In Shakespeare’s play King Lear, Lear exhibits the tendency to truly believe that his old age perceives him. Lear says “And we’ll wear out, In a walled prison, packs and sects of great ones That ebb and flow by th’ moon.” (V.iii.18-20). It is because of this action of Lear that causes the death of his daughter Cordelia, to be more devastating. In blind rage he kills the murderer with the unexpected strength of his youth. However, soon the thought tires him and he is dejected that he could not stop the death of Cordelia. He proclaims, “I am old now, and these same crosses spoil me.” (T V.iii. 334-335) Lear can only helplessly hold his daughter in his arms, as he regrets the feeble state that his old age has left him. The death of Cordelia is striking to readers of king Lear. The magnitude of her death in significantly enhanced when you take into account the age of her death. ….Says…. “Unjust and unnatural due to her age.”() King Lear morns her death and wishes that she was alive. Lear is old and his aging is a slow agonizing crawl to death. Lear’s death is inevitable and he knows this to be true. This fact angers him and he questions why the life of his daughter be stripped away at such a young age when he is still alive to walk the earth, “Why should a dog, a horse, a rat have life,” he cries, “And thou no breath at all?” (V.iii.370-371). Lear refuses to acknowledge that death has consumed his daughter’s life. It perplexes him.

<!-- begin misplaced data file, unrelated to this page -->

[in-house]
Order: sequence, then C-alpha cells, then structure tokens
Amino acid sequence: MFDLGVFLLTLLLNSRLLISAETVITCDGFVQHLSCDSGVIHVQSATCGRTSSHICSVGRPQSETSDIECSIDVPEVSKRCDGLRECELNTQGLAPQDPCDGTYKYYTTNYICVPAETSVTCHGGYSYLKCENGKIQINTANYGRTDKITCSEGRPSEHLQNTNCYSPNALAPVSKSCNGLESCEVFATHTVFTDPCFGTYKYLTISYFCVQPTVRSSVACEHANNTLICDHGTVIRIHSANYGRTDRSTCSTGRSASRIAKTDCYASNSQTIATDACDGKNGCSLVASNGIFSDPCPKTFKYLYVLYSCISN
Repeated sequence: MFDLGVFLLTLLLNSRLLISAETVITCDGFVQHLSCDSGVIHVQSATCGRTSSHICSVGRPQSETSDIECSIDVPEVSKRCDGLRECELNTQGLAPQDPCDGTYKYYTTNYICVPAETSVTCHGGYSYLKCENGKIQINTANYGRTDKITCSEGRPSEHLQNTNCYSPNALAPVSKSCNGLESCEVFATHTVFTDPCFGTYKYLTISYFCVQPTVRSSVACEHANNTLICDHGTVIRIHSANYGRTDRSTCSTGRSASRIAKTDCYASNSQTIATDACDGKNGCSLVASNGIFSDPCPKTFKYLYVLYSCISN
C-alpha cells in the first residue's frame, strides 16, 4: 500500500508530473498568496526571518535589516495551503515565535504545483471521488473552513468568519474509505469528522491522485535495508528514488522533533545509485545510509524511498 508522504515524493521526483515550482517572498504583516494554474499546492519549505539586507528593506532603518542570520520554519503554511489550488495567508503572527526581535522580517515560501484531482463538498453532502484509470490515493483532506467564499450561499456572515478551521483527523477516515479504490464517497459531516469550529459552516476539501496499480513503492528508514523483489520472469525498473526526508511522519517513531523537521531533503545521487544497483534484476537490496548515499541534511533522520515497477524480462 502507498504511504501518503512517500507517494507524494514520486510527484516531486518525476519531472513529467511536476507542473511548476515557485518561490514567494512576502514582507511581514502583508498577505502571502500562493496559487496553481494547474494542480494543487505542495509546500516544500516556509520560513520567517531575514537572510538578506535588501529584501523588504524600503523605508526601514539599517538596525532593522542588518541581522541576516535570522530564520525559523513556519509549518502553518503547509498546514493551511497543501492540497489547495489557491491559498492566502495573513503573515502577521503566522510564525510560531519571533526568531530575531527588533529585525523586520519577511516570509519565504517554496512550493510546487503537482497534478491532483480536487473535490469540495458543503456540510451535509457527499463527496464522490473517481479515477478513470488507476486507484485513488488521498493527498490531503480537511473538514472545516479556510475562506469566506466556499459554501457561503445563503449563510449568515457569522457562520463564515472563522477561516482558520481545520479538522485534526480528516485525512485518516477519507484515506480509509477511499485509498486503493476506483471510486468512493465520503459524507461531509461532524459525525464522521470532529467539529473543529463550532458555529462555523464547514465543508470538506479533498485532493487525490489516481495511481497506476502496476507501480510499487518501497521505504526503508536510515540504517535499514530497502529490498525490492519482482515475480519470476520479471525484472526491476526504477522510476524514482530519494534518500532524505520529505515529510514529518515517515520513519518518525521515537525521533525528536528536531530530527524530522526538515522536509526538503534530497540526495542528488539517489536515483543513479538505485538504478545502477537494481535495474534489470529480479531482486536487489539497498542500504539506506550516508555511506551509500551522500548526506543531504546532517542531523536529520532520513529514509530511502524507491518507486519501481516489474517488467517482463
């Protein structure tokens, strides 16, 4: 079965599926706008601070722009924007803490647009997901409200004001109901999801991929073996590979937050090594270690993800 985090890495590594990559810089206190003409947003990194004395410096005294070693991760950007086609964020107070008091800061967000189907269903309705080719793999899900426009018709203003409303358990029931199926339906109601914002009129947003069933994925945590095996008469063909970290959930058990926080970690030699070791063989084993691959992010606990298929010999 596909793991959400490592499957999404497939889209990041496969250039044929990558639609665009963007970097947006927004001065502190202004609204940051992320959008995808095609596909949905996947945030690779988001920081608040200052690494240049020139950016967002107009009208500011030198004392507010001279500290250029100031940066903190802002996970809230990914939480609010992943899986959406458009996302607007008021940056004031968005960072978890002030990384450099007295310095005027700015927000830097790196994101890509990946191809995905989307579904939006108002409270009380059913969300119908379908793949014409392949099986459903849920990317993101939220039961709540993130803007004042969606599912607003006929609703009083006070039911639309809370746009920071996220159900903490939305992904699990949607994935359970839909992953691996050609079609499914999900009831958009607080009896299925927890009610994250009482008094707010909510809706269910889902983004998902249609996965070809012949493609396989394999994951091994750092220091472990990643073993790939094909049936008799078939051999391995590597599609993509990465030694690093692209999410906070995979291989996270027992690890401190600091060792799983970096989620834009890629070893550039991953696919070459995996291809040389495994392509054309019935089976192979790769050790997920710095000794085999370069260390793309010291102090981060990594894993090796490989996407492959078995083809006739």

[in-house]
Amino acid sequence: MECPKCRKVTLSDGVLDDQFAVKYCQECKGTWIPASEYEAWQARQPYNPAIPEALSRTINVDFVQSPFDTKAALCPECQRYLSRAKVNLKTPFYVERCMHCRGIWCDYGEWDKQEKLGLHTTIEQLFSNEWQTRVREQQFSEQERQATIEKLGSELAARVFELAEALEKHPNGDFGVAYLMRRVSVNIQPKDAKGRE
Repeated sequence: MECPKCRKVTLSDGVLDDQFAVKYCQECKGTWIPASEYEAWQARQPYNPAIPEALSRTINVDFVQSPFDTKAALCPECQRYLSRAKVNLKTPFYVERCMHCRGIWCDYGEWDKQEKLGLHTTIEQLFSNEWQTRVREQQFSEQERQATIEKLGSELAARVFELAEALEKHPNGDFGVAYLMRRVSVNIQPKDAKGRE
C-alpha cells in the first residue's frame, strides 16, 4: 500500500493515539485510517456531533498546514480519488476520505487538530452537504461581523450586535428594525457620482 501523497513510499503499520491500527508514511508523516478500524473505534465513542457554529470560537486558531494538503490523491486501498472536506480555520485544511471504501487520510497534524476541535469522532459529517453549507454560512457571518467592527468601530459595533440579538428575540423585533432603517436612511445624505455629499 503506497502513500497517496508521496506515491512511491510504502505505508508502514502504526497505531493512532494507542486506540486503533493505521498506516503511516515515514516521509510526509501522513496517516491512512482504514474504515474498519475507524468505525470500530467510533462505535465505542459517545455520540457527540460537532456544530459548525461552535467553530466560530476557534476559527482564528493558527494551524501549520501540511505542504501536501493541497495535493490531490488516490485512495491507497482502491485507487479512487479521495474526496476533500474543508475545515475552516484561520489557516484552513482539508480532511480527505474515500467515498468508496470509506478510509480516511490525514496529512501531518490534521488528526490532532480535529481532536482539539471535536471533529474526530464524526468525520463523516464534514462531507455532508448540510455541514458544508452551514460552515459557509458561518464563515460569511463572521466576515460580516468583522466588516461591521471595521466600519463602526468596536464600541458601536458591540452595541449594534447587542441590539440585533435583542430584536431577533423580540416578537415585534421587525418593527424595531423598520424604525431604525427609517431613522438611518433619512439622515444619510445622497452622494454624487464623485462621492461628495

In the final scene of the second act Lear’s age has clearly determined how those view him and his ability to rule. Regan and Cornwall disagree with Lear’s desire to stay with Regan and her unwillingness to have so many attendants. Regan says to Lear “ O sir, you are old. Nature in you stands on the very verge of confine. You should be ruled and led by some discretion that discerns your state better than you yourself (II, iv, 165-9). What can be said about Regan’s thoughts through this...
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